The Secret to Financial FreedomSubmitted by Financial Planning Solutions, LLC on January 31st, 2019
The secret to financial freedom isn't really a secret at all.
In a book search, I went on Amazon and typed in "Secrets to financial freedom" and got 226 results. One I came across had nothing to do with finances. It was called, "Secrets of how to live in Thailand for free" which may sound appealing on the surface but probably wasn't what I was looking for.
Of the remaining 225 books, I think I can summarize it up for you and save you some time.
- Debt is evil.
Now, there is what some would call "Good Debt" and "Bad Debt". Good debt would be a mortgage for example. Bad debt would be a credit card.
Now, I somewhat agree with the good debt bad debt thing however, even "good debt" can be a problem if it is too high. This is true especially as one nears retirement and their income stops. I do know this. Clients that minimize expenses compared to their income in retirement tend to fare better than those that don't.
This doesn't mean you need to be mortgage free, it just means your expenses shouldn't be so close to your income.
- Spend less than you earn
This seems pretty simple enough right? I mean, how could you spend more than you have? Isn't that just go against all laws of physics? Or at the least common sense?
Well, it is done every day and quite easily actually. It comes down to that evil debt! Credit cards and other loans allow some to spend more than they actually have. Some simply make up these "shortfalls" with our credit cards. When the credit card bill comes, some pay the minimum and then worry about the balance next month. Unfortunately, this cycle just repeats itself over and over again. This high interest debt can build over time and become impossible to pay off. Some may even transfer the balance of this card to a new zero interest card to buy themselves a little more time. In my experience this strategy doesn't work. In fact it can exacerbate the situation,
So how does one spend less than they earn? I've been helping folks for nearly 30 years and the only thing I have found to work is to do the following:
- Write down all sources of income. This could include your take home pay, child support, alimony, rental income, etc.
- Write down all of your expenses. This one isn't as easy (or as fun) as the income component. You will have to spend some time looking at your credit card statements, debit card transactions, and your check register.
I've got a couple of monthly expense gathering worksheets I'm happy to share with you to help make this project easier.
Throughout the ages, folks have tried shortcuts to these two pieces and it just doesn't work for most. (If your income exceeds your expenses and you don't carry any credit card or other debt, you are ahead of the game.) You can skip "B" but only if you…..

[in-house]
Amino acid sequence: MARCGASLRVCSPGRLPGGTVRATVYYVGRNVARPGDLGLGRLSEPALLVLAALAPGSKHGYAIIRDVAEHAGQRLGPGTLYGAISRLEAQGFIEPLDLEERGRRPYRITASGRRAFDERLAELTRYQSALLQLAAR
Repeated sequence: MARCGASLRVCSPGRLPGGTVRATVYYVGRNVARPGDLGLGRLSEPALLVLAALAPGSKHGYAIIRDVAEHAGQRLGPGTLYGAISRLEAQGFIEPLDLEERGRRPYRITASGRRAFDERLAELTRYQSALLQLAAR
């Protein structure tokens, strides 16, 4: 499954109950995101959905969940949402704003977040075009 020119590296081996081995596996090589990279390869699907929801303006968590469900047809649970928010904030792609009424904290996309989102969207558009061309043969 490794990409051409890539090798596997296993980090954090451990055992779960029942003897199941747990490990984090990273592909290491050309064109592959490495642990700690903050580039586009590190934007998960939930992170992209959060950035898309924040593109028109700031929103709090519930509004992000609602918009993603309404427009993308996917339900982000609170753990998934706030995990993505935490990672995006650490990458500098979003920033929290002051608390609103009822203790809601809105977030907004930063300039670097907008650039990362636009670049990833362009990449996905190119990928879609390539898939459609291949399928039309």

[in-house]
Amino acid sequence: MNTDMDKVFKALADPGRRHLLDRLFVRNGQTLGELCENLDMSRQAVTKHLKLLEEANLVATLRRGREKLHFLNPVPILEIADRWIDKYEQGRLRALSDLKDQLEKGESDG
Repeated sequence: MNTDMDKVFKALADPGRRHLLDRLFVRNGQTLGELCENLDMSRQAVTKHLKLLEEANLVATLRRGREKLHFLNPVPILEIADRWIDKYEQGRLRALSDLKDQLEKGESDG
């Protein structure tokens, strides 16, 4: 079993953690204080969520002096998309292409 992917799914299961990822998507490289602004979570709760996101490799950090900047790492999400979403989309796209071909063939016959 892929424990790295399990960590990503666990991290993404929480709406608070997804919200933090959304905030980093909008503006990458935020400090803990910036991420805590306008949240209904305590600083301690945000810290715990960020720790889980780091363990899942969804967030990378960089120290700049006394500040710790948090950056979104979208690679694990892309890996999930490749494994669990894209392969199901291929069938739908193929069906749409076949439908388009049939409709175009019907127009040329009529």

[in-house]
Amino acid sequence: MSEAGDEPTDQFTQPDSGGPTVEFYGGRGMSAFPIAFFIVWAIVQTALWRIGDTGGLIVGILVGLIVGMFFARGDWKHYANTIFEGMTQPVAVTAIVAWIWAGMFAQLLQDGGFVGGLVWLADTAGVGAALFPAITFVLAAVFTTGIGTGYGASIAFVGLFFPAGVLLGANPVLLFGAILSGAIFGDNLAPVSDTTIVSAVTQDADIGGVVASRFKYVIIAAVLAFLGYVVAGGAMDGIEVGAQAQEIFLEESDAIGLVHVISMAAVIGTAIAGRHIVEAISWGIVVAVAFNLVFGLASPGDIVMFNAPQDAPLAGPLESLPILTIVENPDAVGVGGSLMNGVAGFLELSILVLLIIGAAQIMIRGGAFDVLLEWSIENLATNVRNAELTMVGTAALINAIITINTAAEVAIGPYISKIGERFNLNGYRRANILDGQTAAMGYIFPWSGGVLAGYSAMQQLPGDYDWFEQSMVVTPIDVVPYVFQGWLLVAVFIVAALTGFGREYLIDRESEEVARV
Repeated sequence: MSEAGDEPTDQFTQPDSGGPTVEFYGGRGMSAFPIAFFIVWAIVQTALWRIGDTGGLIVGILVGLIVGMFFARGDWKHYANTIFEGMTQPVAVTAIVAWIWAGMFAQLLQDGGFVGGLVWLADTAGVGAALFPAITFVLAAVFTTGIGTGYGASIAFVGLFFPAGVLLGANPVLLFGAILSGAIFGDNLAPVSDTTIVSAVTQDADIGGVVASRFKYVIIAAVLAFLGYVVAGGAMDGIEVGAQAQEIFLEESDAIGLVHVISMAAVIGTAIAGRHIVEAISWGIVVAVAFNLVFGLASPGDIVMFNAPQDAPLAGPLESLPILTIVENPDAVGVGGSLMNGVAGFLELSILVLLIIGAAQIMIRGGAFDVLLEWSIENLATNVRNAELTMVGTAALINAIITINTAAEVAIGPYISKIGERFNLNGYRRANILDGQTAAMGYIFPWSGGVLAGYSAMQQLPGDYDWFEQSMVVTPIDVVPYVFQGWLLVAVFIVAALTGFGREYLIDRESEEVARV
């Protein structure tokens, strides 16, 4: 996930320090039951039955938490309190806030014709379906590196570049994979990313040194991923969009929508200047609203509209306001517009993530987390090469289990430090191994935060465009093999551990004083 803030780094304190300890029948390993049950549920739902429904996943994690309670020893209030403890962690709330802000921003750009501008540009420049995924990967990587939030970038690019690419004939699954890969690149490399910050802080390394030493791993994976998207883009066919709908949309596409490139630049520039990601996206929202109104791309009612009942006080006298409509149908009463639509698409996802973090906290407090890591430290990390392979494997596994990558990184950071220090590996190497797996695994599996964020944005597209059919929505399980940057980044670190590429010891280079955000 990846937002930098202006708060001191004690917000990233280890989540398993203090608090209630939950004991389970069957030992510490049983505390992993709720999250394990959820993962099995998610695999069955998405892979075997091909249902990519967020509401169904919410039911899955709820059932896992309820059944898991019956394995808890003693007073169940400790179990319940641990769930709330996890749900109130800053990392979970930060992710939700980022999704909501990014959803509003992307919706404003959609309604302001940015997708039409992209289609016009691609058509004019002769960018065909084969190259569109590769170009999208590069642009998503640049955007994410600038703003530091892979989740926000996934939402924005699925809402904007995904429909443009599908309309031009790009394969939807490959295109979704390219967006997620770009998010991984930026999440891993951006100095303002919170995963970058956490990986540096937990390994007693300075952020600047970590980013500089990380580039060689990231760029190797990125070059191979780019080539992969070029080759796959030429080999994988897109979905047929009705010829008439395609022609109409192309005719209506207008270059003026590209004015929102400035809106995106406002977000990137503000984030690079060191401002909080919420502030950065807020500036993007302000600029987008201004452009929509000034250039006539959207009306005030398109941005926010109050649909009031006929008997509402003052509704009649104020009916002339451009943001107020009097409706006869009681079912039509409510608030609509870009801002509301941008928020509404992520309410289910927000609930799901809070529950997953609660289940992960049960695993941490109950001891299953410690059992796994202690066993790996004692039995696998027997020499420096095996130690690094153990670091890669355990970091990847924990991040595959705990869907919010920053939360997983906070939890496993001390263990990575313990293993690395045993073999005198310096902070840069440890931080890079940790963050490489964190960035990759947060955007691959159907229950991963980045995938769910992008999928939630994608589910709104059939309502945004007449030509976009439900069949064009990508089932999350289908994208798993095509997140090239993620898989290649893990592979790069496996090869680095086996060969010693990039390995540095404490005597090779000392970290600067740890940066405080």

- Save the right amount of money
What is "the right amount of money?". Well, the right amount is what will get you to financial freedom!
How do we determine what the right amount of money is? Here's where it can get a little tricky.
Let's assume you now know what you income is after taxes and you also know what all of your expenses are. Maybe it looks something like this:
Monthly income after taxes $6,800
Monthly expenses $6,000
It appears you have $800 a month left over. But, it is not that simple. If you are carrying credit card debt or other loans such a student loans, it may not be best to save the $800 but rather pay this debt down faster.
The other issue is, whether the $800 a month in this example is enough or too little to meet your financial goals. This comes down to three things:
- How long you have to save
- What kind of return can you achieve on your savings
- How much will your "goals" cost
The only way to know with a degree of certainty is to create a comprehensive financial plan.
That's where we come in. By working together, we can put a plan in place to help ensure your financial goals can be met.
Bear in mind, your meaning of financial freedom may be very different than someone else.
John enjoys traveling several times a year at a cost of $35,000 a year. Bobby enjoys fishing and renting a cabin that costs $2,000. Obviously, John may either need more in savings or more income than Bobby.
There is one last piece to the financial freedom thing. These examples assume that nothing ever goes wrong. Life isn't like that. Stuff happens and sometimes it can be quite costly. Your financial plan should factor in some protection.
A ship that is only unsinkable if it doesn't hit an iceberg isn't really unsinkable.
Let us help you achieve what is important to you. Give us a call.
We are here to help.
All the best.
Rick Fingerman, CFP®, CDFA™, CCPS®
Financial Planning Solutions, LLC (FPS) is a Registered Investment Advisor. Financial Planning Solutions, LLC (FPS) provides this blog for informational and educational purposes only. Nothing in this blog should be considered investment, tax, or legal advice. FPS only renders personalized advice to each client. Information herein includes opinions and source information that is believed to be reliable. However, such information may not be independently verified by FPS. Please see important disclosures link at the bottom of this page.